Alt, Jeffrey C; Honnorez, Jose J; Hubberten, Hans-Wolfgang; Saltzman, Eric S (1983): (Table 1) Sulfur and oxygen isotopes from two anhydrite samples recovered from DSDP Hole 70-504B. PANGAEA, https://doi.org/10.1594/PANGAEA.816432, Supplement to: Alt, JC et al. (1983): Occurrence and origin of anhydrite from Deep Sea Drilling Project Leg 70, Hole 504B, Costa Rica Rift. In: Cann, JR; Langseth, MG; Honnorez, J; Von Herzen, RP; White, SM; et al. (eds.), Initial Reports of the Deep Sea Drilling Project (U.S. Govt. Printing Office), 69, 547-550, https://doi.org/10.2973/dsdp.proc.69.127.1983
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The first anhydrite reported from oceanic basalts occurs in altered basalts drilled during DSDP Leg 70 from Hole 504B. Anhydrite has been identified in several samples, two of which were studied in detail.
Anhydrite in Sample 504B-40-3 (130-135 cm), which was acquired at 310 meters sub-basement, occurs in a dolerite at the center of a vug rimmed by saponite and calcite. Red iron-hydroxide-rich alteration halos occur from 0 to 310 meters sub-basement; primary sulfides in these halos are oxidized, and the rocks have lost large amounts of sulfur. The anhydrite in this sample has a d34S value of 18.5 per mil, and it is interpreted to have formed from a fluid containing a mixture of seawater sulfate (20.9 per mil) and basaltic sulfur (0 per mil) released during the oxidation of primary sulfides.
Anhydrite in Sample 504B-48-3 (14-18 cm), which was found at 376 meters sub-basement, occurs intergrown with gyrolite at the center of a 1-cm-wide vein that is rimmed by saponite and quartz. At sub-basement depths below 310 meters to the bottom of the Leg 70 section (562 m sub-basement), the rocks exhibit the effects of anoxic alteration with common secondary pyrite. Anhydrite in Sample 504B-48-3 (14-18 cm) has a d34S value of 36.7 per mil, and it is interpreted to have formed from seawater-derived fluids enriched in 34S through sulfate reduction. Temperatures of alteration calculated from oxygen isotope data range from 60 to 100°C. Sulfate reduction may have occurred in situ, or elsewhere at higher temperature, possibly deeper in the crust.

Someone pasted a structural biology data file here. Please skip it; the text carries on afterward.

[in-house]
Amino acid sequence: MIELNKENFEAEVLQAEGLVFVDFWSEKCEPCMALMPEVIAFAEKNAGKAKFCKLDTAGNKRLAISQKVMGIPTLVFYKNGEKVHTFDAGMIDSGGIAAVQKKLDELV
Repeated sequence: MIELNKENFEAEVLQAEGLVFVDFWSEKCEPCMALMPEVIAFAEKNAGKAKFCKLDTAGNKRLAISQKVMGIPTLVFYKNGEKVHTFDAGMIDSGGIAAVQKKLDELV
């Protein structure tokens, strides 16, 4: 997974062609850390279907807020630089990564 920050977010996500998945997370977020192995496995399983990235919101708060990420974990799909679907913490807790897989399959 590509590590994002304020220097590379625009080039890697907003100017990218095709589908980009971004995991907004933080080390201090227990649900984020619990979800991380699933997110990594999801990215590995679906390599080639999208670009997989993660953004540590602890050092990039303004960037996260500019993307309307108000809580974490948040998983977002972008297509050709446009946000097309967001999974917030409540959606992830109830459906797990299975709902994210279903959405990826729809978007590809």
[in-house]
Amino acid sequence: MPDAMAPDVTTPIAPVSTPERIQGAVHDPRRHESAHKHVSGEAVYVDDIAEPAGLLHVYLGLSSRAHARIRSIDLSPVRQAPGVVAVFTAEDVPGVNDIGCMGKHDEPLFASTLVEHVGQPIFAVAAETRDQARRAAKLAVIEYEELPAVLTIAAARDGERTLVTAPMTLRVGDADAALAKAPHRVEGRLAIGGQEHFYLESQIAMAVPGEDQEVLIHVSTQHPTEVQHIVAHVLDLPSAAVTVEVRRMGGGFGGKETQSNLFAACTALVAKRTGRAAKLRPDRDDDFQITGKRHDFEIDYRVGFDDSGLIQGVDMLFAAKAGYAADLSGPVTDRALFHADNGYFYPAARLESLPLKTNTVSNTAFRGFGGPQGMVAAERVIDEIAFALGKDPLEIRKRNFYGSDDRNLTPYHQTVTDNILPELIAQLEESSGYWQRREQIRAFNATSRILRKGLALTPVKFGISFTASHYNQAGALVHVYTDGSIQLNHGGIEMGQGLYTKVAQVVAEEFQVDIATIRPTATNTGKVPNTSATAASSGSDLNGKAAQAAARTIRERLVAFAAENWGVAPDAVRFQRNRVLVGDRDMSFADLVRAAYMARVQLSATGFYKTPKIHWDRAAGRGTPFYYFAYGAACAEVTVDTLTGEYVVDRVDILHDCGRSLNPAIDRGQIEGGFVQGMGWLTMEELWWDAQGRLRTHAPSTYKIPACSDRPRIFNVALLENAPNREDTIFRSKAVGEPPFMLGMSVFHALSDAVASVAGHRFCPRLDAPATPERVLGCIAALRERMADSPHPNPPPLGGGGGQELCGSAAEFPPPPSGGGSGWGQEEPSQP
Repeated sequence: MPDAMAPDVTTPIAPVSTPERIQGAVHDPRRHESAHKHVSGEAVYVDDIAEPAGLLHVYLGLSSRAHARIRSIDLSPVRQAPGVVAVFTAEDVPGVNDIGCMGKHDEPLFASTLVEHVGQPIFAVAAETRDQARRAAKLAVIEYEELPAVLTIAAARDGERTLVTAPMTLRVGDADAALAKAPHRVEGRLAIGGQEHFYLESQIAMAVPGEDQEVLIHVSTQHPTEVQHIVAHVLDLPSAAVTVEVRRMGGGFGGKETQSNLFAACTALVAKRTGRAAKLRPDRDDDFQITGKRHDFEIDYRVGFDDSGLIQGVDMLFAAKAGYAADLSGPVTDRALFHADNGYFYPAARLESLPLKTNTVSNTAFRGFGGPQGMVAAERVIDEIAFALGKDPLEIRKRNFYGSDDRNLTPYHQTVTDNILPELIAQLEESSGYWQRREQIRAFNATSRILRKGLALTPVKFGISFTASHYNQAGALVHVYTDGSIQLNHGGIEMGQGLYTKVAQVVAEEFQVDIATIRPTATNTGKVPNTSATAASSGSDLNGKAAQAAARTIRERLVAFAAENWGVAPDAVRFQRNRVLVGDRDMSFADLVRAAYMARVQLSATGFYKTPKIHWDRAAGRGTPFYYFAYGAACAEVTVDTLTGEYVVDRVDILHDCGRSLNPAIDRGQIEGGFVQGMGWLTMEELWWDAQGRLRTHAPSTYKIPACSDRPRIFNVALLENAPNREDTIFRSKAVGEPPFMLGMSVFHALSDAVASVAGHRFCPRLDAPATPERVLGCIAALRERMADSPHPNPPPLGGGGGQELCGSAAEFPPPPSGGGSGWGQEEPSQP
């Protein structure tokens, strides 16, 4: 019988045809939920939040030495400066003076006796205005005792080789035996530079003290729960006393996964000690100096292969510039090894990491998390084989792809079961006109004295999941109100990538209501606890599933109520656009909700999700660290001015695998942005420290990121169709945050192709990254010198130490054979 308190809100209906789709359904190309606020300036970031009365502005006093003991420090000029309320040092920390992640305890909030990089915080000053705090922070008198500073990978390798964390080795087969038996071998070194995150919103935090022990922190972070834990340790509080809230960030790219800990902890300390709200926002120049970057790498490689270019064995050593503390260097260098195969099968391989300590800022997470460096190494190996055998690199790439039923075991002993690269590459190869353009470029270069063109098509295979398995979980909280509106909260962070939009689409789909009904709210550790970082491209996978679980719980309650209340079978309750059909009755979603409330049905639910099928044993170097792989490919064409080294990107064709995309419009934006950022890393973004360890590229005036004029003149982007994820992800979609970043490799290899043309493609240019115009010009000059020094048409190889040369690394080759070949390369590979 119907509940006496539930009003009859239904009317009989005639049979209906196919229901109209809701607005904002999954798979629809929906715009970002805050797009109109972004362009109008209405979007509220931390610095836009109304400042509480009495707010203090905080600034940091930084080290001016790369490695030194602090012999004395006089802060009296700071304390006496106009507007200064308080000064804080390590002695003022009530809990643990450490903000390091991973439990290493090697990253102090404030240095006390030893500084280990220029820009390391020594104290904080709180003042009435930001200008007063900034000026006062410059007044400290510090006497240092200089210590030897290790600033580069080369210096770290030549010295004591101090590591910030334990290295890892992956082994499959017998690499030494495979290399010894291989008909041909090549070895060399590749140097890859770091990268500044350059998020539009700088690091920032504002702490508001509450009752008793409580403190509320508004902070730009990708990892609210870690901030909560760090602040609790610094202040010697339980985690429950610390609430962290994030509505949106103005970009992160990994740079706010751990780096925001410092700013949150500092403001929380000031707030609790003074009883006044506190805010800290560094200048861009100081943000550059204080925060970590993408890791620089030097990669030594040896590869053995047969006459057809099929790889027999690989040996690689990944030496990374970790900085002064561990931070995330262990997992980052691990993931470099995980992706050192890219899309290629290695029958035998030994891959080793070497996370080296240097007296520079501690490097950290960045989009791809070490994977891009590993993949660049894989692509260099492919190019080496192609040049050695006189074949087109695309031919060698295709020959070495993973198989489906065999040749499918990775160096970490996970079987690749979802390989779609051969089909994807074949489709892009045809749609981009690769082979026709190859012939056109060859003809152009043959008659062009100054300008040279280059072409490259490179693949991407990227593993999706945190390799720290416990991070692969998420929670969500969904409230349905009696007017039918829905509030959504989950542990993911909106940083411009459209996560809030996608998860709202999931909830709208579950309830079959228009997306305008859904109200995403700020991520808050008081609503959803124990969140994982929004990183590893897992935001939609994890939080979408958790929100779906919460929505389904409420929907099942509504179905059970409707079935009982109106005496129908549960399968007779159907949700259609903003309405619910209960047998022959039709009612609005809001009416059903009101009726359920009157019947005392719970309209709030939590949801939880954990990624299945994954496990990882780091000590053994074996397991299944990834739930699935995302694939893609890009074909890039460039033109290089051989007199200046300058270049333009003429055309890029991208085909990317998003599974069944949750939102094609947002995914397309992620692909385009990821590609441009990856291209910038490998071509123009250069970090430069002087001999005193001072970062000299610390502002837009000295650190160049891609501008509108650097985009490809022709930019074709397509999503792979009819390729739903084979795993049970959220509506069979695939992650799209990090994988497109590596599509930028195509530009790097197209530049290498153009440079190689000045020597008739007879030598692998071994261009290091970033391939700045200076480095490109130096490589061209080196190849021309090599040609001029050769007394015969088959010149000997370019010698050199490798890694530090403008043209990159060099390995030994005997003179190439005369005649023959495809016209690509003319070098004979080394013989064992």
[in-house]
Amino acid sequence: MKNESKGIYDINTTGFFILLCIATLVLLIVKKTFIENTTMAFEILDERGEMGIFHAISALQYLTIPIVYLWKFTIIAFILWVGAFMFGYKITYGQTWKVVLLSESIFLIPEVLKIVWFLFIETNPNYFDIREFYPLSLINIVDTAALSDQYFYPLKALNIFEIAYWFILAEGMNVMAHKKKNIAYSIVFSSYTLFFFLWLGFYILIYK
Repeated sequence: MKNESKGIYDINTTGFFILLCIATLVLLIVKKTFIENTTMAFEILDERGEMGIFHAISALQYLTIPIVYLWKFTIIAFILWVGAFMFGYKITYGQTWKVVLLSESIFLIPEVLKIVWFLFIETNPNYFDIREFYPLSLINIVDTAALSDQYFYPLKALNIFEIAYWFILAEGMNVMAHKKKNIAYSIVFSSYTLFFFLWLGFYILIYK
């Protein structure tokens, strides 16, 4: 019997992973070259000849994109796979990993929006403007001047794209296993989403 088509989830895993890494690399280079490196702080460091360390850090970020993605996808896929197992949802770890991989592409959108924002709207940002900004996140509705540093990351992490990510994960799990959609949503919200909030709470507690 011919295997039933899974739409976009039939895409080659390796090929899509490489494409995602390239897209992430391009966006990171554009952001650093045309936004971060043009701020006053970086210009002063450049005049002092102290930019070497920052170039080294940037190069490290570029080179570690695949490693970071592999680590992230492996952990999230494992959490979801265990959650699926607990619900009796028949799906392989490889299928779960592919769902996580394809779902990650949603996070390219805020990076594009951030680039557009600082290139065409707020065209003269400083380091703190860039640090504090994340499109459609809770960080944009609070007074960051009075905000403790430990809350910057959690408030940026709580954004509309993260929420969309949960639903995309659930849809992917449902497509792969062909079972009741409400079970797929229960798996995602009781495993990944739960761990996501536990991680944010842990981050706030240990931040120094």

The secondary mineral paragenetic sequence indicates a progressive decrease in Mg and increase in Ca in the circulating fluids. This eventually led to anhydrite formation late in the alteration process.
Latitude: 1.227000 * Longitude: -83.730000
Date/Time Start: 1979-12-04T00:00:00 * Date/Time End: 1979-12-04T00:00:00
Minimum Elevation: -3460.0 m * Maximum Elevation: -3460.0 m
70-504B * Latitude: 1.227000 * Longitude: -83.730000 * Date/Time: 1979-12-04T00:00:00 * Elevation: -3460.0 m * Penetration: 836.1 m * Recovery: 91.6 m * Campaign: Leg70 * Basis: Glomar Challenger * Device: Drilling/drill rig (DRILL) * Comment: 40 cores; 328.6 m cored; 18.5 m drilled; 27.9 % recovery
|#||Name||Short Name||Unit||Principal Investigator||Method||Comment|
|1||Sample code/label||Sample label||Alt, Jeffrey C||ODP sample designation|
|2||δ34S, anhydrite||δ34S Anh||‰ CDT||Alt, Jeffrey C||see reference(s)|
|3||δ34S, standard deviation||δ34S std dev||±||Alt, Jeffrey C||see reference(s)|
|4||δ18O, anhydrite||δ18O Anh||‰ SMOW||Alt, Jeffrey C||Graphite reduction technique (Sakai and Krouse, 1971; Mizutani, 1971)|
|5||δ18O, anhydrite, standard deviation||δ18O Anh std dev||±||Alt, Jeffrey C||Graphite reduction technique (Sakai and Krouse, 1971; Mizutani, 1971)|
|6||Laboratory||Lab||Alt, Jeffrey C|
18 data points